Practical solutions in additive manufacturing – Innovative jointing principles

3D concrete printing as an additive manufacturing method (AM) is a pioneering technology that will significantly accelerate construction process industrialization. The concrete is built up layer by layer, without
formwork, by means of digitally controlled material application, enabling optimized structural elements in terms of material
and force flow. The first 3D-printed pedestrian bridge with a length of 12 m and a width of 1.75 m was built in Madrid (2016),
comprising multiple concrete segments that were previously printed using the particle-bed method. Subsequent projects included an 8-m long pedestrian bridge in Gemert (2017) and a 26-m long pedestrian
bridge in Shanghai (2019), which were assembled from 8 and 44 segments,
respectively, printed using the extrusion method. In the construction of this type of structures, joint design between the printed segments is a
crucial point to ensure undisturbed force transmission. To date, the butt
joints have generally been realized as “wet joints”. In the future, digital
manufacturing will enable the design of innovative, highly precise “dry joints” that will further accelerate construction processes and additionally facilitate controlled deconstruction. The dry joints can generally
be designed right in the printing process but need to be customized to the 3D printing technology used. CNC-controlled subtractive postprocessing
methods, such as cutting, milling or grinding (Fig. 1a), provide more flexibility, permitting
3D elements of different additive
manufacturing processes to be post-processed at the joints either in a highly customized way or based on a “joint catalogue” (Fig. 1b). The aim is to create
highly precise dry joints with a structural
design optimized in terms of force flow
and the required joint surface properties.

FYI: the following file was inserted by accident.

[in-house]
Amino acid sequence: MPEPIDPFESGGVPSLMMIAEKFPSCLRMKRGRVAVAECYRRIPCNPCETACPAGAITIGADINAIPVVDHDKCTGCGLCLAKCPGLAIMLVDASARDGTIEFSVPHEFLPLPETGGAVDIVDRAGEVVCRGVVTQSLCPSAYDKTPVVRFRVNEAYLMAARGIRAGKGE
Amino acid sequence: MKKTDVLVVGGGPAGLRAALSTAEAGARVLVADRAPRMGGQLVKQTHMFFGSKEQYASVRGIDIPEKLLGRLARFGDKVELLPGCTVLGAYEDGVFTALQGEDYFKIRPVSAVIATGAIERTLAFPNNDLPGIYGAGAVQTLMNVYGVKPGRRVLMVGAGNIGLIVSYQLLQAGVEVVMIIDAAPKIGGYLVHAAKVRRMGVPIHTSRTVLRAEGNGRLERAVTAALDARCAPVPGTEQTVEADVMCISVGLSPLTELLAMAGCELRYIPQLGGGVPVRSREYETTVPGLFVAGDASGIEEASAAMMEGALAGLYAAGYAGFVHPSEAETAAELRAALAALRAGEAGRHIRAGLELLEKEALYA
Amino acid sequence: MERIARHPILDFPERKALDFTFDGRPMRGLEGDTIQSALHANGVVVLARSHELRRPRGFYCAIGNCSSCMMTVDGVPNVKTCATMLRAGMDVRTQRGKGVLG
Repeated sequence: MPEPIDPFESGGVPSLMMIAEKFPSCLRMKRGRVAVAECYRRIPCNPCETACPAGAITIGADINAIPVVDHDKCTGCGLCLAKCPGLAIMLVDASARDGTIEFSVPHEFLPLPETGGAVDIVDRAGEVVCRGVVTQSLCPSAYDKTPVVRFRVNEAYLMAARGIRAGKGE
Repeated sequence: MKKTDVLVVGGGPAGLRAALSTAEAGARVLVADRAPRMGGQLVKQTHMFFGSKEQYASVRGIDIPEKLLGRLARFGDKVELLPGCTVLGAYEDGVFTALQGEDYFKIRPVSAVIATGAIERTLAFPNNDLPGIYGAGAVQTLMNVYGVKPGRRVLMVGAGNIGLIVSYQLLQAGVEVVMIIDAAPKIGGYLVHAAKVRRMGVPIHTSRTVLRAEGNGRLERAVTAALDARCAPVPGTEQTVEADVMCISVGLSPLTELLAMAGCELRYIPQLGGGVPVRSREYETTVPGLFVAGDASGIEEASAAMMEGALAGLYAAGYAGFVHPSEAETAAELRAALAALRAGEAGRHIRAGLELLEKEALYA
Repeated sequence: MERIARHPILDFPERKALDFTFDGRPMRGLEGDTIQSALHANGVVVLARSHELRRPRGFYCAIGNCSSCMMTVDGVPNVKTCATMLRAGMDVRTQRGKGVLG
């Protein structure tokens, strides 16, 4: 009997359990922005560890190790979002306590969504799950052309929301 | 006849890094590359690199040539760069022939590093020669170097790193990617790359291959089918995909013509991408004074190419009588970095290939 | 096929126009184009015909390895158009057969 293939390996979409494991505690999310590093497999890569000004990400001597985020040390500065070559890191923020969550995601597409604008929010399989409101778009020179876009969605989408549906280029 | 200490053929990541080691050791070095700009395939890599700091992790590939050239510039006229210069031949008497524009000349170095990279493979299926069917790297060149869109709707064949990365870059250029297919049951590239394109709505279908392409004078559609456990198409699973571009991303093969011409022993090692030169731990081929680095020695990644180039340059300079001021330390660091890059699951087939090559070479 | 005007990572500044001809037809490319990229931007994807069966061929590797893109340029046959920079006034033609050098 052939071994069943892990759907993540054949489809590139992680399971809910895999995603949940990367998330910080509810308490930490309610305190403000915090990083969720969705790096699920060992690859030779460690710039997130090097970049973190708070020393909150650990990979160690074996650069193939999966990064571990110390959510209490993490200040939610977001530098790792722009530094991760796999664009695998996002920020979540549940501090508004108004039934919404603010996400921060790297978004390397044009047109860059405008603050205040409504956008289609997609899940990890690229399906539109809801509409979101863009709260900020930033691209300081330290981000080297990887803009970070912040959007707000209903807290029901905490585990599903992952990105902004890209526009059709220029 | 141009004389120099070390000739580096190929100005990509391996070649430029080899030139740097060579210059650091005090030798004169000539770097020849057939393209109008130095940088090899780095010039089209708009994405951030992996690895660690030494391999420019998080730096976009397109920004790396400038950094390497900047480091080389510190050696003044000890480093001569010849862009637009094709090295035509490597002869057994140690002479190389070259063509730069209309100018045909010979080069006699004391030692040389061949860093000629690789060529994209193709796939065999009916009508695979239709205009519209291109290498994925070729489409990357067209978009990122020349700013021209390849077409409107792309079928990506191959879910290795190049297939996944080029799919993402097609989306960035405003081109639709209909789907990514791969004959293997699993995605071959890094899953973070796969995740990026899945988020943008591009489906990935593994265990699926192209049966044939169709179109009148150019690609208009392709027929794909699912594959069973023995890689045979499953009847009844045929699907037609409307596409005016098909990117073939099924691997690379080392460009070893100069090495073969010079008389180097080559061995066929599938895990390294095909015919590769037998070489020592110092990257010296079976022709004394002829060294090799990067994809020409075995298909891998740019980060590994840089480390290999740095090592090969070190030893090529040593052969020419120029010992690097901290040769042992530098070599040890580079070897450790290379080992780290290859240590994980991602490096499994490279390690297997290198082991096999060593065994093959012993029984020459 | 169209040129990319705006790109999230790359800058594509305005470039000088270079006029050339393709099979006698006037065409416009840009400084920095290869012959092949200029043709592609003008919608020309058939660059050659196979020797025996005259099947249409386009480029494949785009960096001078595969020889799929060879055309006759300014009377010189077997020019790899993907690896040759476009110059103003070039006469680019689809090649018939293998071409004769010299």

This approach is  currently researched
as part of the collaborative research center/
Transregio TRR 277 at TU Braunschweig
by the Division of Concrete Construction
of the Institute of Building Materials,
Concrete Construction and Fire Safety
(Institut für Baustoffe, Massivbau
und Brandschutz; iBMB) and the Institute of  Structural Design (Institut für Tragwerksentwurf; ITE).

Related articles:

Issue 2021-02

Reinforcement concepts in 3D printing of structural concrete

3D concrete printing is a digital manufacturing technology which provides the construction industry with both a fundamentally new freedom of design and the possibility of resource-efficient...

more
Issue 2020-02 3D printing

Additive Manufacturing of 1:1 reinforced concrete elements with post-processed surfaces

Additive Manufacturing (3D printing) has the potential of becoming an automated production technology tailored to the individual requirements of the construction industry. The basic principle of...

more
Issue 2017-02 Robot-supported injection technology

Additive manufacturing of concrete elements

Additive manufacturing has evolved in recent years from its origins of rapid prototyping to a future-oriented production technology. Fully functional construction elements are today already being...

more
Issue 2020-10

Reinforcement of 3D-printed concrete bodies

(10) US 2020/0269463 Al (22) 09.11.2018 (43) 27.08.2020 (57) A method for producing a component (1) from hardenable material, wherein, in a first method step, at least one layer (2, 3) of the material...

more
Issue 2019-02 3D printing of reinforced concrete components

Shotcrete 3D Printing (SC3DP)

Additive manufacturing (AM) is a technology that opens up the potential to completely rethink the process of producing concrete components. In contrast, the conventional method involves the pouring of...

more